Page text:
Growth in council ICT market set to slow

Written by Colin Marrs on 24 September 2015 in News
News

The local government market for software and ICT services grew by 1.2% in 2014, despite continued pressure on council budgets, according to new figures.

A report published by software and ICT services analyst TechMarketView said that the market grew for the second year running to reach a total of £2.29bn.

But the report warned that the growth in spending on software and ICT services was likely to slow in the coming year.

The report said: “Across the wider public sector, growth rates will be in positive territory across all subsectors in 2015.

“They will range from just 0.7% in the local government market, where growth rates remain subdued as first generation outsourcing contracts come to an end and are sometimes cancelled or reduced in size.”


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According to TechMarketView, the ongoing decline in business process services deals led to a decline of 0.6% in this part of the market during 2014.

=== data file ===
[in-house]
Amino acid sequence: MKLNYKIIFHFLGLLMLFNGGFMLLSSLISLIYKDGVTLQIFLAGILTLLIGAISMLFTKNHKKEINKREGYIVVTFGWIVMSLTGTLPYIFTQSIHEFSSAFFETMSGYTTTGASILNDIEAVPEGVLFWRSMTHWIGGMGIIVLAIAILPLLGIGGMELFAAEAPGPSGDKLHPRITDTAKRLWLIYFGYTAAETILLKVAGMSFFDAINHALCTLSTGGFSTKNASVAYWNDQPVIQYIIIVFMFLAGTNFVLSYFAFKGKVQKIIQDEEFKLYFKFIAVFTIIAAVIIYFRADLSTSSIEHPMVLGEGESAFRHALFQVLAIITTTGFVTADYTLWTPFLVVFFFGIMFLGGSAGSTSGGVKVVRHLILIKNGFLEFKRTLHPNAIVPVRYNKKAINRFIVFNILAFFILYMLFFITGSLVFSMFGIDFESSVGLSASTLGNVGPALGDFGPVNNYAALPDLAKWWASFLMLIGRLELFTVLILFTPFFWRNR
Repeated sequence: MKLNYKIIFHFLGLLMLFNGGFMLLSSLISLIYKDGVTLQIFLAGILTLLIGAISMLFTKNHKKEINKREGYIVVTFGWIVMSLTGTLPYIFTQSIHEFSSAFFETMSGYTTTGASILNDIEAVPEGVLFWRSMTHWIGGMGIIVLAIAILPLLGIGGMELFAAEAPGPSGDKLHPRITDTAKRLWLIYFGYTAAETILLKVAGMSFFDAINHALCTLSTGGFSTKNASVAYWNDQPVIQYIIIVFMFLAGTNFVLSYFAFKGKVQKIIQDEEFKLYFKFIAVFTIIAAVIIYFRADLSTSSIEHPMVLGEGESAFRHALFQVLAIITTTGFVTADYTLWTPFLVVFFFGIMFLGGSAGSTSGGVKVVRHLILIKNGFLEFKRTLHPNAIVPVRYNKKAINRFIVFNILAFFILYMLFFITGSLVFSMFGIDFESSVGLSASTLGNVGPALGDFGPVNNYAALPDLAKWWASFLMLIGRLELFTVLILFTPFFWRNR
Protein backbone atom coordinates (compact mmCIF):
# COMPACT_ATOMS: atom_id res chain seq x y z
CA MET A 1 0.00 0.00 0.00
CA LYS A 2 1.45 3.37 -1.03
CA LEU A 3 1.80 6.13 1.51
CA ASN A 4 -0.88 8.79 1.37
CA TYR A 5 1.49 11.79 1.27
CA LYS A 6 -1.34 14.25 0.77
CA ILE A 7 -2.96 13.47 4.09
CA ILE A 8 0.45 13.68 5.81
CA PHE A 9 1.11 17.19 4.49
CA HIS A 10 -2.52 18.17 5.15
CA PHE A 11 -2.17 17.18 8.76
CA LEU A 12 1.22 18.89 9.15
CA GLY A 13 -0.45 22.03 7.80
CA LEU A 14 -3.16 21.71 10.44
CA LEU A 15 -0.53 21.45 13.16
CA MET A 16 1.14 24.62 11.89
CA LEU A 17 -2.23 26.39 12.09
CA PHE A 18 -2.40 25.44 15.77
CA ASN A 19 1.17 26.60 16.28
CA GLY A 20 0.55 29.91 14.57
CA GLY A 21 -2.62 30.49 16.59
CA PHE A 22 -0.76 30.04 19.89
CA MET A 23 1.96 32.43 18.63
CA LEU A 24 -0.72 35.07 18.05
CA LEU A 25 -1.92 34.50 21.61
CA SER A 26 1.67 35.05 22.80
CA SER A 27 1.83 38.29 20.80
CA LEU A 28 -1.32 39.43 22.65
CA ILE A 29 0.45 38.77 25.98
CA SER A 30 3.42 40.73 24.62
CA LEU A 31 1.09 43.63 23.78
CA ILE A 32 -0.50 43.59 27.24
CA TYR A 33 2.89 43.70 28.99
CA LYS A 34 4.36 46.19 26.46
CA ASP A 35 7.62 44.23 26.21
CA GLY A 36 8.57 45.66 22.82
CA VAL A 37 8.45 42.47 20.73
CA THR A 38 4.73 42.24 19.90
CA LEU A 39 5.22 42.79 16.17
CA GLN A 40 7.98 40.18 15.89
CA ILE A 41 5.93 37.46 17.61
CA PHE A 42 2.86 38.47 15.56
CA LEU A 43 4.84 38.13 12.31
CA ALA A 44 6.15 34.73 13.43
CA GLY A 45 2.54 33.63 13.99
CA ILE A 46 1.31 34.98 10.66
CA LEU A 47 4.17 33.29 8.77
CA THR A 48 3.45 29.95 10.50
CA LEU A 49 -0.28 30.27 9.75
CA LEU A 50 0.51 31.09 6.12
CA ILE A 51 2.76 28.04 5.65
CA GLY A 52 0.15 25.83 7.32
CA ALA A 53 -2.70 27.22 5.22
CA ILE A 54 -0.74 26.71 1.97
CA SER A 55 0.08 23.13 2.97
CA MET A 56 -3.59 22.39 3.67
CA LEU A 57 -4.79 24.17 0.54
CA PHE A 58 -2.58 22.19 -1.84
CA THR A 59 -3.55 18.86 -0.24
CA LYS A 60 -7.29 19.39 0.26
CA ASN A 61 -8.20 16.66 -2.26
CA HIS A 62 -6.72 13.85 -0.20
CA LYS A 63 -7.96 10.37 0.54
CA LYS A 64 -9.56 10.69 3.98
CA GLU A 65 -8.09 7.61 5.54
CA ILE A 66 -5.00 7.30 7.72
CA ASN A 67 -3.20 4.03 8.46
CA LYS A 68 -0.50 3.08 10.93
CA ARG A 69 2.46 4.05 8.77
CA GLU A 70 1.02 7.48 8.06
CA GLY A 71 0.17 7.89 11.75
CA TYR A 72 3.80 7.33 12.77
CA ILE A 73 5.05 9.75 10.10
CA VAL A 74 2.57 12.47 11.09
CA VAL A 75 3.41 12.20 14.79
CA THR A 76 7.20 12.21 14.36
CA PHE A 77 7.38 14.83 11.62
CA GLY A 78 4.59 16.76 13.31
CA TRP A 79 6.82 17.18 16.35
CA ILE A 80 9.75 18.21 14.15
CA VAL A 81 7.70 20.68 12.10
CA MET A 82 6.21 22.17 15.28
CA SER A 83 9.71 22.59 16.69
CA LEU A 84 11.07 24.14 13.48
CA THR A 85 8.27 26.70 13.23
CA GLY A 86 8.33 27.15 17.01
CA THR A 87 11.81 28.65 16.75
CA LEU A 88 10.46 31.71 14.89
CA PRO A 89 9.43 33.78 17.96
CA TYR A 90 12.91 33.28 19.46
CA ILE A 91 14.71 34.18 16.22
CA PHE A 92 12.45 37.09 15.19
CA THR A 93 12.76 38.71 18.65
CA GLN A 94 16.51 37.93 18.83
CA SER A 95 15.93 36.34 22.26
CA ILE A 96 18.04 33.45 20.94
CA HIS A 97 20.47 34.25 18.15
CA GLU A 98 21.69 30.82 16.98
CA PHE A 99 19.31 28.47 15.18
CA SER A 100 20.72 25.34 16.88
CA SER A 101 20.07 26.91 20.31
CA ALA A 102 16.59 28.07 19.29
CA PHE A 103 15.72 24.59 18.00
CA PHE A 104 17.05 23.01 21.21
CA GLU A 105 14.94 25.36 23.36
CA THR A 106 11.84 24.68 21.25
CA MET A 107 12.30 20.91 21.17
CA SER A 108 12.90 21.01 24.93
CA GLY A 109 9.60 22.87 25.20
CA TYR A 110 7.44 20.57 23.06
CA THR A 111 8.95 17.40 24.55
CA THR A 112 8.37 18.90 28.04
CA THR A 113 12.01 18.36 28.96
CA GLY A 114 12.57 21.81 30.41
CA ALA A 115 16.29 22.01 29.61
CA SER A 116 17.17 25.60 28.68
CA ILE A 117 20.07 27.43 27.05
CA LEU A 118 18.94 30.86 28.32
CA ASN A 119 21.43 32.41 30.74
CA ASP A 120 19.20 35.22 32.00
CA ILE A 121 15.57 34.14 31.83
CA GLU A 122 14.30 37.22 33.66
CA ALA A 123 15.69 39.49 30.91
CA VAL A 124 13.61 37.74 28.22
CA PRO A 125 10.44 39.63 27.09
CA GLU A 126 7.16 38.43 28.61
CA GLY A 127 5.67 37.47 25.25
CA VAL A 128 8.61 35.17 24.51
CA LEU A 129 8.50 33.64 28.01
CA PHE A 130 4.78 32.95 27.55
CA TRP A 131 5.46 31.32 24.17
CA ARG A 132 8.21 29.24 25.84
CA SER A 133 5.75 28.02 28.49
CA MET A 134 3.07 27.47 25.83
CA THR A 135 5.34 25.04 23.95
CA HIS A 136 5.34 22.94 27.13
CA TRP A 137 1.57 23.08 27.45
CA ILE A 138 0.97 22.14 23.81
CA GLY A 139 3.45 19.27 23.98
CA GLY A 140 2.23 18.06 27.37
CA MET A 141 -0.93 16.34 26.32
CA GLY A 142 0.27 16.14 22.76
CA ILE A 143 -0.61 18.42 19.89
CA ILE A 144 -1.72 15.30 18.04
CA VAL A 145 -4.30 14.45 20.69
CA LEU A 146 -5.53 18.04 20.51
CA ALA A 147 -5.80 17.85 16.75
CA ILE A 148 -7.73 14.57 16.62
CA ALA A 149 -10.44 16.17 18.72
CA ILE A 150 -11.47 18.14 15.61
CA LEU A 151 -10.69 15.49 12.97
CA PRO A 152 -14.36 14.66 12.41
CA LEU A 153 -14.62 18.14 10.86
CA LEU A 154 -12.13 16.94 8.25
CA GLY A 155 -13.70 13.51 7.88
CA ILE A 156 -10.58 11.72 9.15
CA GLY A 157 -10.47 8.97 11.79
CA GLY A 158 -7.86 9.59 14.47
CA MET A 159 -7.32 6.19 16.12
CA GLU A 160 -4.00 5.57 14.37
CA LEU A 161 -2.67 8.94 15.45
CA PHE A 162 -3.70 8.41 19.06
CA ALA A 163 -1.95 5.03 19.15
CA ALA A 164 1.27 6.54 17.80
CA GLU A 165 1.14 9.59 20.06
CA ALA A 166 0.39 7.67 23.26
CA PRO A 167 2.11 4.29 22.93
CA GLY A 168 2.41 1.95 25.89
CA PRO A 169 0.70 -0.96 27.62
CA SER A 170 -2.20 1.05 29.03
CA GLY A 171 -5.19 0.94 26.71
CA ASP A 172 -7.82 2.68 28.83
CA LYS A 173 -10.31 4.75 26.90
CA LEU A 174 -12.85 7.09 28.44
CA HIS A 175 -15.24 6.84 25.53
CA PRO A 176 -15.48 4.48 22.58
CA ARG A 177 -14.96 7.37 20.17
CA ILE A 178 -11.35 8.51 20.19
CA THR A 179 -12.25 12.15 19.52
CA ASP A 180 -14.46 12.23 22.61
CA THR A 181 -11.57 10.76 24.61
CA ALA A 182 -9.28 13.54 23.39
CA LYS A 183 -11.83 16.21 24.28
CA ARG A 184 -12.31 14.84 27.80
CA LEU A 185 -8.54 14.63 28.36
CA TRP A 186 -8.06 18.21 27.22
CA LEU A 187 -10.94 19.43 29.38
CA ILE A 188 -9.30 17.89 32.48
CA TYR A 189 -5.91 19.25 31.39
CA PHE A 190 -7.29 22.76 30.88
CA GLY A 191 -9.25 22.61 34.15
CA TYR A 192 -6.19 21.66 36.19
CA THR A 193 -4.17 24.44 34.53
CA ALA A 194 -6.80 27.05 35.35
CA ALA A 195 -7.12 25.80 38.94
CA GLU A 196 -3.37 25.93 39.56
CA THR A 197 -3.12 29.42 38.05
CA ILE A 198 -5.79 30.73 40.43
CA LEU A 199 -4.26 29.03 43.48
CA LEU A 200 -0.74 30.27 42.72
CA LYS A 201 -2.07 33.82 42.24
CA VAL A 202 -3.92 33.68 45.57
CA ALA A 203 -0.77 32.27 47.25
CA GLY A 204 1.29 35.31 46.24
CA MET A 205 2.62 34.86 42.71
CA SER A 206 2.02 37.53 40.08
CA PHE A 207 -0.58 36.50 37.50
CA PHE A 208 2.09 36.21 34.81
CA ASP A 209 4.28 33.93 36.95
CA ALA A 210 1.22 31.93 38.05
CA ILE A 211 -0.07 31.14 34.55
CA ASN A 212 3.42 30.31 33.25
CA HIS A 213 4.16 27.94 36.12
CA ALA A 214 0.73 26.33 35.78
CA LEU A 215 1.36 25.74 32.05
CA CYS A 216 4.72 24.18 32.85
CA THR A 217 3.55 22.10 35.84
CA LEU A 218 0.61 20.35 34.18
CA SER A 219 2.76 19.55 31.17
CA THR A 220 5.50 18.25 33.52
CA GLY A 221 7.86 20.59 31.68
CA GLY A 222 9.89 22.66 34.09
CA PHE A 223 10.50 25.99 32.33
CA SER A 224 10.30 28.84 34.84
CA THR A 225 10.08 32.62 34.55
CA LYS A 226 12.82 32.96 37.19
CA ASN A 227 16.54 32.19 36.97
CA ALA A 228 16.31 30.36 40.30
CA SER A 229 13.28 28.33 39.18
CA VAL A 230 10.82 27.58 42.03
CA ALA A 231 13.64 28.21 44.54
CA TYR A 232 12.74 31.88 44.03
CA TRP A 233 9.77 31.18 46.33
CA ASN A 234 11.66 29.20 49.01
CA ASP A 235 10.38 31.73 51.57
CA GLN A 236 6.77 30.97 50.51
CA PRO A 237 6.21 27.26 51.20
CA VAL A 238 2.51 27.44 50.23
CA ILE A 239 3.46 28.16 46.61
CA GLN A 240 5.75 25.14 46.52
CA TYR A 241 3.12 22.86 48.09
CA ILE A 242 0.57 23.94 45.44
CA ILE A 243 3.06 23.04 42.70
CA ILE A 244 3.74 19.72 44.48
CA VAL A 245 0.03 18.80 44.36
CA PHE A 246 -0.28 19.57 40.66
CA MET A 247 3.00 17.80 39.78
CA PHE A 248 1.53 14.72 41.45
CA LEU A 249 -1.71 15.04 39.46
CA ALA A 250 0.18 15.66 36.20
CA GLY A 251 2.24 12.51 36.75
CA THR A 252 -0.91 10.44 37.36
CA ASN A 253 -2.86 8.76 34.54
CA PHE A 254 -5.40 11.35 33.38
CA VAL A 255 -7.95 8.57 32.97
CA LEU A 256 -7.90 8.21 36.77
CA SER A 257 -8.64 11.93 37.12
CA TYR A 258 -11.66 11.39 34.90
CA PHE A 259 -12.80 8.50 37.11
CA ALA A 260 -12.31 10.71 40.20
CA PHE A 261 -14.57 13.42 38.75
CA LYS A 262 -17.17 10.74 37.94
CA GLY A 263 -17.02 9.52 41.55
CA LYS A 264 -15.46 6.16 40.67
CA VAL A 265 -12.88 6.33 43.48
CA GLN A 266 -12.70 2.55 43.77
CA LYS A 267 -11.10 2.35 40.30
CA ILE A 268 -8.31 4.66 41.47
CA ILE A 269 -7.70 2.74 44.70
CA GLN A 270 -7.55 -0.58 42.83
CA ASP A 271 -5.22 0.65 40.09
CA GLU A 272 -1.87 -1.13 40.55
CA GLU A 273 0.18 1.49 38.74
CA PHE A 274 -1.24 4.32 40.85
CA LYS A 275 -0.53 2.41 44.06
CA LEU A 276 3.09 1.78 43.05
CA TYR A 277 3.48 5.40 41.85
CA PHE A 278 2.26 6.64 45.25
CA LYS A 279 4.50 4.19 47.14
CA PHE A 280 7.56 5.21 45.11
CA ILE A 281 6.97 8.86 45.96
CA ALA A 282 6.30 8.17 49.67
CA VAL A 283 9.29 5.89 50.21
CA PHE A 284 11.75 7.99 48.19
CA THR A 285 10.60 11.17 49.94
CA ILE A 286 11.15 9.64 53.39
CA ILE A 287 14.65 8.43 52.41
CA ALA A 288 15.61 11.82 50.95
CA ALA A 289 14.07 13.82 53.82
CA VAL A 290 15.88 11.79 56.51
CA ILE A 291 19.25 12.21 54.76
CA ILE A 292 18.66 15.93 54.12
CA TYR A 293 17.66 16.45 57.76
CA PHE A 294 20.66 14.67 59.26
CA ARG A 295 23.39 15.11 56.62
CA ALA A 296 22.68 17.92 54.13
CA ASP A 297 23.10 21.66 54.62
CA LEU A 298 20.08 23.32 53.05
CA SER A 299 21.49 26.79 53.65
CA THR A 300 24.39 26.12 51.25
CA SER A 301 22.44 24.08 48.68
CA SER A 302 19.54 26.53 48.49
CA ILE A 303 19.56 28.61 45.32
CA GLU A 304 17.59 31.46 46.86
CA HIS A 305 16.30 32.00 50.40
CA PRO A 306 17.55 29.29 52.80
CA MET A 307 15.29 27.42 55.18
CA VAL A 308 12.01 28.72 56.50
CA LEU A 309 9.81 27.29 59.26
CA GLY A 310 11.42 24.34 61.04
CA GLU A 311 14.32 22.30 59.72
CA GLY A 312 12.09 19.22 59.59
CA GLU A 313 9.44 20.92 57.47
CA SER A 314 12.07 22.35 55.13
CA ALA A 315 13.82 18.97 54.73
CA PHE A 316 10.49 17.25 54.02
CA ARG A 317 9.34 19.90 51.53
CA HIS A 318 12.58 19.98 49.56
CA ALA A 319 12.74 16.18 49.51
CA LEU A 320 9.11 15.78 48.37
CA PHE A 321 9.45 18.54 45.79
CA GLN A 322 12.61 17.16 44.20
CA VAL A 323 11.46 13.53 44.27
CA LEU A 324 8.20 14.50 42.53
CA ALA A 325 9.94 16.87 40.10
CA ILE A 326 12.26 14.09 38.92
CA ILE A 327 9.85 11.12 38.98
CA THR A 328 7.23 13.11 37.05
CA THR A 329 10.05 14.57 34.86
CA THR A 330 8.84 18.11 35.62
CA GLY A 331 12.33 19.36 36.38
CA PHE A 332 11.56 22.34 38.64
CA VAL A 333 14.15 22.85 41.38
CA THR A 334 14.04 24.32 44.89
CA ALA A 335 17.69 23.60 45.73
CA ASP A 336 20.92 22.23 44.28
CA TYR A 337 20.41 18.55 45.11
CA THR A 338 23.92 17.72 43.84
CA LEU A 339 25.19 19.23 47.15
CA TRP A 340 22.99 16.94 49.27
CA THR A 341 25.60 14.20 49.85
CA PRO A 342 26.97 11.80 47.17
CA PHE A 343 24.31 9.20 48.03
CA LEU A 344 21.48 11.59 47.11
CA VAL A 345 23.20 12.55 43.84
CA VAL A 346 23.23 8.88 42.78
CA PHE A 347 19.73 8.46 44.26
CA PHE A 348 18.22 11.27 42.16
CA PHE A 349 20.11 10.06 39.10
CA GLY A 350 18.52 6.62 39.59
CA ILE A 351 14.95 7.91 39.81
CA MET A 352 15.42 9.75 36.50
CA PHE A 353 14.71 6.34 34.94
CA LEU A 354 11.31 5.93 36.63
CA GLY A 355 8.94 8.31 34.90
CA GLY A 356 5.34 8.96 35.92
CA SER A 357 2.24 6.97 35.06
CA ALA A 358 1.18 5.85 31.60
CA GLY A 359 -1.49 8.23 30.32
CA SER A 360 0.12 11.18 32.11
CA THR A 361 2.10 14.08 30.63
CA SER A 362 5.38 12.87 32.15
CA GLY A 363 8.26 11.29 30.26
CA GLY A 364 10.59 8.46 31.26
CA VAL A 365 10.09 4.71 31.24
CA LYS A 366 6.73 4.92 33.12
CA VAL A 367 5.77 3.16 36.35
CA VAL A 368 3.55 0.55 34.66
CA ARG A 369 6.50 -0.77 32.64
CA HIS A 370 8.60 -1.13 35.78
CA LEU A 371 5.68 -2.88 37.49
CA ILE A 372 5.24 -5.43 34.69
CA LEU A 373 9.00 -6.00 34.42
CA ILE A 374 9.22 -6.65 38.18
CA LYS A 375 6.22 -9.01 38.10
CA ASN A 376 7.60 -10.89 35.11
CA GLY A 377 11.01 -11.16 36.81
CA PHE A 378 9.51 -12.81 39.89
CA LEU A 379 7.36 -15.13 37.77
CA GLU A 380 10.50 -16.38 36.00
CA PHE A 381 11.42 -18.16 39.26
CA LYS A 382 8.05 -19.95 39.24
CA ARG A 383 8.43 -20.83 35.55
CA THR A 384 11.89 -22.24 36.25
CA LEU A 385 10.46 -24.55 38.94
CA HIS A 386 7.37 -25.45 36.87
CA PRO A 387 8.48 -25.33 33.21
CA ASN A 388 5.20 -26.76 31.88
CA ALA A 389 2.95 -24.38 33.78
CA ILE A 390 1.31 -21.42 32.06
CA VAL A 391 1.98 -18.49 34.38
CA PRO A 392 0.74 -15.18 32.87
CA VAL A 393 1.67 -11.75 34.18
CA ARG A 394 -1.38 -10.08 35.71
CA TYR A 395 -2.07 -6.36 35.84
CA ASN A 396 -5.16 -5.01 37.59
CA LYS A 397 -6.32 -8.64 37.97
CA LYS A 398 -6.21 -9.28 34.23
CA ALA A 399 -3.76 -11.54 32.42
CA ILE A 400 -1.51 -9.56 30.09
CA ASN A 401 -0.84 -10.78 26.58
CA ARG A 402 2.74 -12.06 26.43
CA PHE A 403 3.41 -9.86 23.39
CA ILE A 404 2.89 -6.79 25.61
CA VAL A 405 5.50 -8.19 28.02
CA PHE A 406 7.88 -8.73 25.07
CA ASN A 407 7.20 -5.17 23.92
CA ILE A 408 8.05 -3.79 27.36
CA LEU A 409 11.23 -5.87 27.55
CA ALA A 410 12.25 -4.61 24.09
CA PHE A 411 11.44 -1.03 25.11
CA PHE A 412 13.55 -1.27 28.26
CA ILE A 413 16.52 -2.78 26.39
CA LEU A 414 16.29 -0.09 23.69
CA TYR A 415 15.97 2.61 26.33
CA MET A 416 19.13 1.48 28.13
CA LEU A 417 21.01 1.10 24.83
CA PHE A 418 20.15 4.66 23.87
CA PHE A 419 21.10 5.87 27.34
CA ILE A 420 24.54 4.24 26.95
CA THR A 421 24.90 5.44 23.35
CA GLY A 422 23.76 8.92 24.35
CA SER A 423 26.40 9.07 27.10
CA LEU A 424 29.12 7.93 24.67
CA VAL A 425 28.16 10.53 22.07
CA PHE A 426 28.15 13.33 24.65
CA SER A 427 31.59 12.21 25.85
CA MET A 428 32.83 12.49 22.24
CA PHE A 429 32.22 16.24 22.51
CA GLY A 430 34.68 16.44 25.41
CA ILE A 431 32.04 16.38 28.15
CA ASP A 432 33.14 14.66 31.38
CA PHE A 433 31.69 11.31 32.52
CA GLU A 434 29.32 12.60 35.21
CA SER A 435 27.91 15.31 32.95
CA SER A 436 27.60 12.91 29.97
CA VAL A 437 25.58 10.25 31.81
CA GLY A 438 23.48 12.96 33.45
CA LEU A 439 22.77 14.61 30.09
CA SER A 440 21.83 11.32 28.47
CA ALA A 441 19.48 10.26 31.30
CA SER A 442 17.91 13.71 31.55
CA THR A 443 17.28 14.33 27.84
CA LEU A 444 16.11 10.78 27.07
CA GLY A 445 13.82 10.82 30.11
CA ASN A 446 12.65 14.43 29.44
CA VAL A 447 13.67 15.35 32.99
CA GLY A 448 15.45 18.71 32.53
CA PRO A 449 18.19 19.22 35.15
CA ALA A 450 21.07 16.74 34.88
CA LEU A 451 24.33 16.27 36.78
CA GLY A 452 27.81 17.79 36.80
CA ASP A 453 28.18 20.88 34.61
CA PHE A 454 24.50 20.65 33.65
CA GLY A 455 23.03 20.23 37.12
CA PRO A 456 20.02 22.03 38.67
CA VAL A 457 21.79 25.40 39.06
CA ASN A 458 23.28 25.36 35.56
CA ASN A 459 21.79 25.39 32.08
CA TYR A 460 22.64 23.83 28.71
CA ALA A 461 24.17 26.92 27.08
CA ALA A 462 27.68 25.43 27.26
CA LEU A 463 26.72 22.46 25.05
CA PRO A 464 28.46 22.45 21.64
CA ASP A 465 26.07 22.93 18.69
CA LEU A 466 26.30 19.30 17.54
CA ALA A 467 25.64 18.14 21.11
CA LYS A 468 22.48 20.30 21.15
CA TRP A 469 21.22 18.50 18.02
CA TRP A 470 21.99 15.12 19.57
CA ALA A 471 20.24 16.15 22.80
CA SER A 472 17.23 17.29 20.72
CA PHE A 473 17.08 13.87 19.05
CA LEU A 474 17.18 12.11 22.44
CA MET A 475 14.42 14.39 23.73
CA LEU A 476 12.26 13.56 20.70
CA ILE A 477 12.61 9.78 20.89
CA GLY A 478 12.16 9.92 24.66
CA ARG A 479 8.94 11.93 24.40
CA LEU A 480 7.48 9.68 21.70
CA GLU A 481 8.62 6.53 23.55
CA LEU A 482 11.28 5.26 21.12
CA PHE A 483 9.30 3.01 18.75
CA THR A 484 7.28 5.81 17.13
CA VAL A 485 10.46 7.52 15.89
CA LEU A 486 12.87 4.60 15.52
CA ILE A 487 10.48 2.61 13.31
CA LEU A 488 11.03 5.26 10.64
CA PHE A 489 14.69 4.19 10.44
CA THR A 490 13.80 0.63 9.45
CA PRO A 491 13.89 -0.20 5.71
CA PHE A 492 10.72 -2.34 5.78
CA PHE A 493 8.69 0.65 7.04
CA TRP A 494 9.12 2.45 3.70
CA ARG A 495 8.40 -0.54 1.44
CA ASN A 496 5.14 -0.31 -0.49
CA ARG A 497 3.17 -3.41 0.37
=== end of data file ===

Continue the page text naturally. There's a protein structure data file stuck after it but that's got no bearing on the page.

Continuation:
The report said: “New multi service deals are rare and existing contracts are often being re-negotiated or even cut short.”

However, software revenues grew by 1.6% to reach £320m, as local authorities remained loyal to commercial off-the-shelf software.

Infrastructure services (up 3.5%) and applications services (up 10.6%) were the top performers during the year.

“Property rationalisation programmes boosted infrastructure services demand as many local authorities pursued ITO after re-examining the IT provision for new premises,” the report concluded.

“Application services benefitted from local authorities investing in digital technologies; recognising the role of SITS suppliers in service transformation.”
Looking at the performance of individual suppliers, TechMarketView found that Capita, Agilisys and Civica all grew revenues thanks to contract extensions and digital transformation investment.
Local government revenues declined for Serco, Mouchel and BT, the report said.
Central government returned to growth (3.2% up in 2014) after year-on-year declines from 2009 to 2013.
The report concluded that much of the “low-hanging fruit” has now been picked by central government.

It said: “There is still room for the central government market to make more savings over the next couple of years, off the back of several other major IT outsourcing arrangements coming to their natural conclusion and transitioning to disaggregated procurement models.

“However, for longer-term savings, our view is that the focus must turn to radical civil service reform.”

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